Alexander von Humboldt

Alexander von Humboldt

Alexander von Humboldt

Birth : 14 September 1769 Berlin,Prussia,Holy Roman Empire

Death : 6 May 1859(1859-05-06)(aged 89) Berlin,Prussia,German Confederation

Personal Information

Name Alexander von Humboldt
Birth 14 September 1769 Berlin,Prussia,Holy Roman Empire
Birth Place Berlin,Prussia,Holy Roman Empire
Death (1859-05-06)(aged 89) Berlin,Prussia,German Confederation
Died At Berlin,Prussia,German Confederation
Nationality German
Alma Mater Freiberg School of Mines(diploma, 1792) University of Frankfurt (Oder)(no degree) University of Göttingen(no degree) University of Berlin(no degree)
Fields Geography
Famous Research Biogeography,Kosmos(1845–1862),Humboldt Current,magnetic storm,Humboldtian science,Berlin Romanticism

Word Cloud

Events Occured in Scienctist Life

1799

Between 1799 and 1804, Humboldt travelled extensively in the Americas, exploring and describing them for the first time from a modern scientific point of view.

1800

He was the first person to describe the phenomenon and cause of human-induced climate change, in 1800 and again in 1831, based on observations generated during his travels.

1769

Alexander von Humboldt was born in Berlin in Prussia on 14 September 1769.

1766

In 1766, Alexander Georg married Maria Elisabeth Colomb, a well-educated woman and widow of Baron Hollwede, with whom she had a son.

1779

Alexander Georg died in 1779, leaving the brothers Humboldt in the care of their emotionally distant mother.

1787

Marked for a political career, Alexander studied finance for six months in 1787 at the University of Frankfurt (Oder), which his mother might have chosen less for its academic excellence than its closeness to their home in Berlin.

1789

On 25 April 1789, he matriculated at the University of Göttingen, then known for the lectures of C. G. Heyne and anatomist J. F. Blumenbach.

1820

The scientific friendship between Banks and Humboldt lasted until Banks's death in 1820, and the two shared botanical specimens for study.

1790

Humboldt's scientific excursion up the Rhine resulted in his 1790 treatise Mineralogische Beobachtungen über einige Basalte am Rhein (Brunswick, 1790)

1791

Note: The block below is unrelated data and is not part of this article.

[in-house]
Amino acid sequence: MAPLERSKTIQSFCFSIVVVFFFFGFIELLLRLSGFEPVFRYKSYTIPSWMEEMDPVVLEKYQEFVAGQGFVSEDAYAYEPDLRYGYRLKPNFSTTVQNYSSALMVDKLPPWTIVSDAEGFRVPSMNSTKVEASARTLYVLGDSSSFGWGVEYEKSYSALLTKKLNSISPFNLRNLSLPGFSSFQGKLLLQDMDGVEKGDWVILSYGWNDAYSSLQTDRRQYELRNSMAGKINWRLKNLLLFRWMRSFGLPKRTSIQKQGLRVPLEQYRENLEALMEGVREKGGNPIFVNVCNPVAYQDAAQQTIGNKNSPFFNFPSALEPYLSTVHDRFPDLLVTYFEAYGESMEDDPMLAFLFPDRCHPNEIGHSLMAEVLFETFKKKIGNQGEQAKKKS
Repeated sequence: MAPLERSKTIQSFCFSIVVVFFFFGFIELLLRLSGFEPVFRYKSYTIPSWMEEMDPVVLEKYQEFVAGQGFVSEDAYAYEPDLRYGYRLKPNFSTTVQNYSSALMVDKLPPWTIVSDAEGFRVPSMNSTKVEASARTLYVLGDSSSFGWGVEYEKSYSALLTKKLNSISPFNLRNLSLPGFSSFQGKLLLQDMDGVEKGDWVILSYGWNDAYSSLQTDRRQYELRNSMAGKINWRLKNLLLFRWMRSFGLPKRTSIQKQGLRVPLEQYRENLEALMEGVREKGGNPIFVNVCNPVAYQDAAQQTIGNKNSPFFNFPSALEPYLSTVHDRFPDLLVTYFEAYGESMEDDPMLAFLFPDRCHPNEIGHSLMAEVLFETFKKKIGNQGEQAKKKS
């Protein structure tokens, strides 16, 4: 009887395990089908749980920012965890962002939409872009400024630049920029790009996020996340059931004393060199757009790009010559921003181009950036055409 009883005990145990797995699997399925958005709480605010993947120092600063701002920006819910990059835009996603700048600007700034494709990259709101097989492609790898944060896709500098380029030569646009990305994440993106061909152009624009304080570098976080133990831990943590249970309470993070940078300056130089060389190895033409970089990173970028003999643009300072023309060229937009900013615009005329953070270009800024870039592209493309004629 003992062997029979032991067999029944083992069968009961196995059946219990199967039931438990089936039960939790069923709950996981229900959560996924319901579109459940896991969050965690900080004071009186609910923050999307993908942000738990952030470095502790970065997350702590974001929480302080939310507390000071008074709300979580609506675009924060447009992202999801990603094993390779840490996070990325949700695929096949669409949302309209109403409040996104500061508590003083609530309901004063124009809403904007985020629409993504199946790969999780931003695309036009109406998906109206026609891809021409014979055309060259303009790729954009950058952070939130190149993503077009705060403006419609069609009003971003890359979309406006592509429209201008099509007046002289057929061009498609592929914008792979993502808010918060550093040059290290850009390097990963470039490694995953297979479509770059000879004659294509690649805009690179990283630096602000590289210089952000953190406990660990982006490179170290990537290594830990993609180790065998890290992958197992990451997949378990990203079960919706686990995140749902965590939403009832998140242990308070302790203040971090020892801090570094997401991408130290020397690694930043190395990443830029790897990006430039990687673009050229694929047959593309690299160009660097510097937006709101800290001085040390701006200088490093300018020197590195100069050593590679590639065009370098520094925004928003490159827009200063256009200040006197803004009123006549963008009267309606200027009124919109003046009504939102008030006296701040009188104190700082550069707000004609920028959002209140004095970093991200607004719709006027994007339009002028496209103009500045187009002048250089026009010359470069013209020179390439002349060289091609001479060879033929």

With this emphasis, he studied commerce and foreign languages at Hamburg, geology at Freiberg School of Mines in 1791 under A.G. Werner, leader of the Neptunist school of geology; from anatomy at Jena under J.C. Loder; and astronomy and the use of scientific instruments under F.X. von Zach and J.G. Köhler.

1792

Travels and work in Europe Humboldt graduated from the Freiberg School of Mines in 1792 and was appointed to a Prussian government position in the Department of Mines as an inspector in Bayreuth and the Fichtel mountains.

1793

Humboldt's researches into the vegetation of the mines of Freiberg led to the publication in Latin (1793) of his Florae Fribergensis, accedunt Aphorismi ex Doctrina, Physiologiae Chemicae Plantarum, which was a compendium of his botanical researches.

1797

In 1797, Humboldt returned to Jena for three months.

1794

In 1794, Humboldt was admitted to the famous group of intellectuals and cultural leaders of Weimar Classicism.

1795

Humboldt contributed (7 June 1795) to Schiller's new periodical, Die Horen, a philosophical allegory entitled Die Lebenskraft, oder der rhodische Genius (The Life Force, or the Rhodian Genius).In 1792 and 1797, Humboldt was in Vienna; in 1795 he made a geological and botanical tour through Switzerland and Italy.

1796

Neither brother attended the funeral of their mother on 19 November 1796.

1755

These were lengthy, state-sponsored enterprises to gather information about plants and animals from the Spanish realms, assess economic possibilities, and provide plants and seeds for the Royal Botanical Garden in Madrid (founded 1755).

1779

Crown officials as early as 1779 issued and systematically distributed Instructions concerning the most secure and economic means to transport live plants by land and sea from the most distant countries, with illustrations, including one for the crates to transport seeds and plants.

1799

Spanish Foreign Minister Don Mariano Luis de Urquijo received the formal proposal and Humboldt was presented to the monarch in March 1799.

1799

Before leaving Madrid in 1799, Humboldt and Bonpland visited the Natural History Museum, which held results of Martín de Sessé y Lacasta and José Mariano Mociño's botanical expedition to New Spain.

1799

Armed with authorization from the King of Spain, Humboldt and Bonpland made haste to sail, taking the ship Pizarro from A Coruña, on 5 June 1799.

1804

Humboldt met the Venezuelan Bolívar himself in 1804 in Paris and spent time with him in Rome.

1800

In February 1800, Humboldt and Bonpland left the coast with the purpose of exploring the course of the Orinoco River and its tributaries.

1800

Around 19 March 1800, Humboldt and Bonpland discovered dangerous electric eels, whose shock could kill a man.

1814

Humboldt returned to the incident in several of his later writings, including his travelogue Personal Narrative (1814–29), Views of Nature (1807), and Aspects of Nature (1849).Two months later, they explored the territory of the Maypures and that of the then-recently extinct Aturès Indians.

1800

On 24 November 1800, the two friends set sail for Cuba, landing on 19 December, where they met fellow botanist and plant collector John Fraser.

1801

Humboldt and Bonpland stayed in Cuba until 5 March 1801, when they left for the mainland of northern South America again, arriving there on 30 March.

1804

On their way back to Europe from Mexico on their way to the United States, Humboldt and Bonpland stopped again in Cuba, leaving from the port of Veracruz and arriving in Cuba on 7 January 1804, staying until 29 April 1804.

1801